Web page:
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Hogle v. State

Florida Court of Appeals, First District

June 18, 2018

Jon Paul Hogle, Appellant,
v.
State of Florida, Appellee.

         Not final until disposition of any timely and authorized motion under Fla. R. App. P. 9.330 or 9.331.

          On appeal from the Circuit Court for Walton County. Kelvin C. Wells, Judge.

          Andy Thomas, Public Defender, and Danielle Jorden, Assistant Public Defender, Tallahassee, for Appellant.

          Pamela Jo Bondi, Attorney General, and Kaitlin Weiss, Assistant Attorney General, Tallahassee, for Appellee.

          Per Curiam.

         Jon Hogle exposed himself to a thirteen-year-old girl on a panhandle beach. He was convicted of lewd or lascivious exhibition, and he was sentenced to five years in prison and ten years of sex-offender probation. On appeal, he argues that the trial court erred in denying a motion in limine and that fundamental error occurred during the prosecutor's closing statement. We reject these arguments and affirm Hogle's convictions. Hogle also argues that the court erred in imposing various fines and costs during sentencing. We agree that several fines were improper, so we reverse certain aspects of his sentence.

          I.

         At trial, the victim testified that she was jogging on the beach when she heard Hogle yell to her from a nearby condo. She turned to look and saw Hogle, pants down, touching his erect penis while making eye contact with her. The victim immediately called police and then ran down the beach toward her sister. She pointed out Hogle to her sister, and then she and her sister went inside their condo. The victim told her mother what happened, and everyone waited for police to arrive. The victim and her sister then saw Hogle drive by in a truck two or three times. Police had arrived by the last time Hogle drove by, and an officer took off after Hogle, ultimately stopping and arresting him.

         When questioned by officers, Hogle denied exposing himself. But testifying at trial, Hogle admitted pulling his pants down that afternoon. He insisted it was all a misunderstood joke though, and that he neither touched himself nor saw any children around. Instead, he testified, an adult friend had just flashed her breasts, and he responded by momentarily flashing his genitals.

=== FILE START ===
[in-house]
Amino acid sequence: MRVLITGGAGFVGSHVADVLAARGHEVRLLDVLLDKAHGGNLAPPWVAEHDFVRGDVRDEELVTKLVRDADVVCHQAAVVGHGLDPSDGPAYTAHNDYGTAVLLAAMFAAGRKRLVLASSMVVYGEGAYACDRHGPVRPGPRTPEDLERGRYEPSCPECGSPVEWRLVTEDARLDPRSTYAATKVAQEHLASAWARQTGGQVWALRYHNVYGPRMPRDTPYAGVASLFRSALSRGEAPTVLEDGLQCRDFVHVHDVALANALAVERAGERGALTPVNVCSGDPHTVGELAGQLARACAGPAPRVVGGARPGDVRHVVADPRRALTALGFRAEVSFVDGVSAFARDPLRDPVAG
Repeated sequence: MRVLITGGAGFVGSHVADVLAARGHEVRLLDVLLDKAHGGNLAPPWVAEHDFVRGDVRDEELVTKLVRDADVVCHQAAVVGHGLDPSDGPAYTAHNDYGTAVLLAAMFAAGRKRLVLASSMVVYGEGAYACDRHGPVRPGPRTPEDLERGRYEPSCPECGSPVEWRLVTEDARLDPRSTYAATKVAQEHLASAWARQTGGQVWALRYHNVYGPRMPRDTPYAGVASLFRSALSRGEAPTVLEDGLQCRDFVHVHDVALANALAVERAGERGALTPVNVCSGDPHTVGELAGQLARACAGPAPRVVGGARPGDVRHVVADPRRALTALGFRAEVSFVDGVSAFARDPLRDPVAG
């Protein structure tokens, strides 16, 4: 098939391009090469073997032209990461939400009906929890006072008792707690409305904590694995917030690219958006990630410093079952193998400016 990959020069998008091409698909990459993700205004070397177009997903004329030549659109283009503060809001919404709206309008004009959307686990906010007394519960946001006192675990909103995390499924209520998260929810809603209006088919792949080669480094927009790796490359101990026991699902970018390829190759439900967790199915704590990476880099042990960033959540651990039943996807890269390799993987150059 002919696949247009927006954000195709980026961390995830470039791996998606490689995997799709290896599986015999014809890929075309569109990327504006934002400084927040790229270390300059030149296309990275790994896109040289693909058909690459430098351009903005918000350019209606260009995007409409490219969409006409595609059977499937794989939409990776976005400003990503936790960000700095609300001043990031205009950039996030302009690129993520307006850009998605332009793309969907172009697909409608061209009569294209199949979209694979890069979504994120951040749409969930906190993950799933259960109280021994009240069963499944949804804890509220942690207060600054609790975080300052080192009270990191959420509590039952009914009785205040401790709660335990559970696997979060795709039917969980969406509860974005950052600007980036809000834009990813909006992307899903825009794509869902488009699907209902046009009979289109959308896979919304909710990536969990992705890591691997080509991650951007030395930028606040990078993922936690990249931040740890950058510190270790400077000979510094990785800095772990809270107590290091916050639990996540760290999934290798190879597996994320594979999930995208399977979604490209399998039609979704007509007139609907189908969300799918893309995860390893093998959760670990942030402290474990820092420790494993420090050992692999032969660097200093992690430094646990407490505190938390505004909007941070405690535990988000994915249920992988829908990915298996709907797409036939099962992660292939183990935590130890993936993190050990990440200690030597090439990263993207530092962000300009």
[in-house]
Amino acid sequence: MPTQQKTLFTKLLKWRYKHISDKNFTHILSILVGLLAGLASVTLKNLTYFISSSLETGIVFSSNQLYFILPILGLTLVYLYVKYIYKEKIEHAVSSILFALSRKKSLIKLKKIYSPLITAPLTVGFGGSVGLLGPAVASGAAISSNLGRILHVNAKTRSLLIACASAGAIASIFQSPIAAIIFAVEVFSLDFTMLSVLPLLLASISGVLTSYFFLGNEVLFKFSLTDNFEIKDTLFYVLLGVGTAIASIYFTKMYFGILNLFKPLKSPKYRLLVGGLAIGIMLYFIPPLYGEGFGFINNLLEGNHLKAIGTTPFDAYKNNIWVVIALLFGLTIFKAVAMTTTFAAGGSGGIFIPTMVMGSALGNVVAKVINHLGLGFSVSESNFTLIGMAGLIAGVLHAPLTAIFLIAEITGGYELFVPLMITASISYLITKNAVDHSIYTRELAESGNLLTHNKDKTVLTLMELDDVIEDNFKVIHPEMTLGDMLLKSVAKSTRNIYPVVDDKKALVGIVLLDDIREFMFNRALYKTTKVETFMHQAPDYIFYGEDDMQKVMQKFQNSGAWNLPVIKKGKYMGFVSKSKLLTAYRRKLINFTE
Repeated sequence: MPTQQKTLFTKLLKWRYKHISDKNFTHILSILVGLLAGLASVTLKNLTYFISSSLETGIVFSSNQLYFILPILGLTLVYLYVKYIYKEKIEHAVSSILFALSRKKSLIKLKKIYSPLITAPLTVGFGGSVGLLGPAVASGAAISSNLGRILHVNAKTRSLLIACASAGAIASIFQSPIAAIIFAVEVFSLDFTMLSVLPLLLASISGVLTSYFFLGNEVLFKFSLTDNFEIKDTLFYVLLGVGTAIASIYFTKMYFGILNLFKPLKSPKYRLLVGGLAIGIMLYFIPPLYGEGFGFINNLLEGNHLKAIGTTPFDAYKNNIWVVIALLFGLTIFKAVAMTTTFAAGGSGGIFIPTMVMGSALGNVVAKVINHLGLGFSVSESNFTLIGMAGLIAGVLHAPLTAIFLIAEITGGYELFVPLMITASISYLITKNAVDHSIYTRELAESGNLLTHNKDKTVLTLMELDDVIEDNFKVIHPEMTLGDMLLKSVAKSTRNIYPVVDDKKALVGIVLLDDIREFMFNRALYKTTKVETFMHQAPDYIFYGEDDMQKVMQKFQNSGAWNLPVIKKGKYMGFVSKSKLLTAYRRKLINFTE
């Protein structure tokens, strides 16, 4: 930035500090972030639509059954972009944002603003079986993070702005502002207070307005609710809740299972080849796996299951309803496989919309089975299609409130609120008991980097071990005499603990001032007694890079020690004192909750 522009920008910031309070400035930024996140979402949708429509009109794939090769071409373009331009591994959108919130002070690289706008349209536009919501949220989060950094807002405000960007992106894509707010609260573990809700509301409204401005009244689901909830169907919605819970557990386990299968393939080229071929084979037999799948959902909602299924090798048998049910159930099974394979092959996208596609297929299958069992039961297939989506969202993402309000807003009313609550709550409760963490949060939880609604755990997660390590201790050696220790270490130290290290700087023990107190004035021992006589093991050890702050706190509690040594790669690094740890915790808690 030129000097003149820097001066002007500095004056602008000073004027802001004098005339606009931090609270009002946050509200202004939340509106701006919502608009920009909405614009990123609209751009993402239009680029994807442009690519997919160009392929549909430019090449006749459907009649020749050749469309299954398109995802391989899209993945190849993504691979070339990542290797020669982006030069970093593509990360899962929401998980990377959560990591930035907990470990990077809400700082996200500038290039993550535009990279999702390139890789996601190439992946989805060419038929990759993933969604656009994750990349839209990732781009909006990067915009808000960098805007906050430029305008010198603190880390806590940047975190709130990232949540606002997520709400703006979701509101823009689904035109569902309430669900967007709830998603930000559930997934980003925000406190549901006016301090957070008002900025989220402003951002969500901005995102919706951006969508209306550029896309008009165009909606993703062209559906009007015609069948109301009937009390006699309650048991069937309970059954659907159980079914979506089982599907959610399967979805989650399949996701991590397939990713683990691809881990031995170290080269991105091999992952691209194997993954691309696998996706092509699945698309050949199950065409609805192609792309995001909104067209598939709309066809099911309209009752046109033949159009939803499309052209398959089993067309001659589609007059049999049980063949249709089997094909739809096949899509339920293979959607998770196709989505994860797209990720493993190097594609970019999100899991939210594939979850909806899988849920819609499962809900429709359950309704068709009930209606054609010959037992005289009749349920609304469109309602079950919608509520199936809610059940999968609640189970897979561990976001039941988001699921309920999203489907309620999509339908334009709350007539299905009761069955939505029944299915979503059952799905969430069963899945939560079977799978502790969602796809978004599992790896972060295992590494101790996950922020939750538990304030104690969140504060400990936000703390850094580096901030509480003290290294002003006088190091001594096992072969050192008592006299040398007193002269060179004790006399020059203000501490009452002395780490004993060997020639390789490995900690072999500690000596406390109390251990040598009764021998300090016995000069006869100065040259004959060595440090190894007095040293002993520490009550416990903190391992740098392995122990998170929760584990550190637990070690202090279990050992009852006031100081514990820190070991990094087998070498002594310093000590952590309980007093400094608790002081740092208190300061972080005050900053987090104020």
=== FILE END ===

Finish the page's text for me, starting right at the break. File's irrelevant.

After hearing these competing versions of events, the jury voted to convict.

         II.

         Hogle first challenges an evidentiary ruling. He contends the trial court should not have allowed testimony that he drove by the victim's condo after the incident. Hogle argues this testimony was irrelevant or, alternatively, that any probative value was substantially outweighed by the risk of unfair prejudice. We review this claim for an abuse of discretion. See Heath v. State, 648 So.2d 660, 664 (Fla. 1994) ("The trial court has broad discretion in determining the relevance of evidence and such determination will not be disturbed absent an abuse of discretion." (citation omitted)).

         As to relevance, Hogle argues that there was no question of identity; after all, he admitted at trial that he was the one on the balcony with his pants down. Where he drove afterward, he argues, is completely irrelevant to whether his behavior on the balcony was criminal. The problem with this argument is that until he testified in his own defense, his identity was in question. The State had to prove that he was the one on the balcony, and the sisters' testimony that they saw the man from the balcony repeatedly drive by their condo-coupled with the officer's testimony that the man they pointed out turned out to be Hogle- was relevant as to whether Hogle was the perpetrator. See Carter v. State, 23 So.3d 1238, 1243 (Fla. 4th DCA 2009) (finding testimony about defendant's companions on the day of carjacking relevant because it tended to prove the material fact of the identity of the ...


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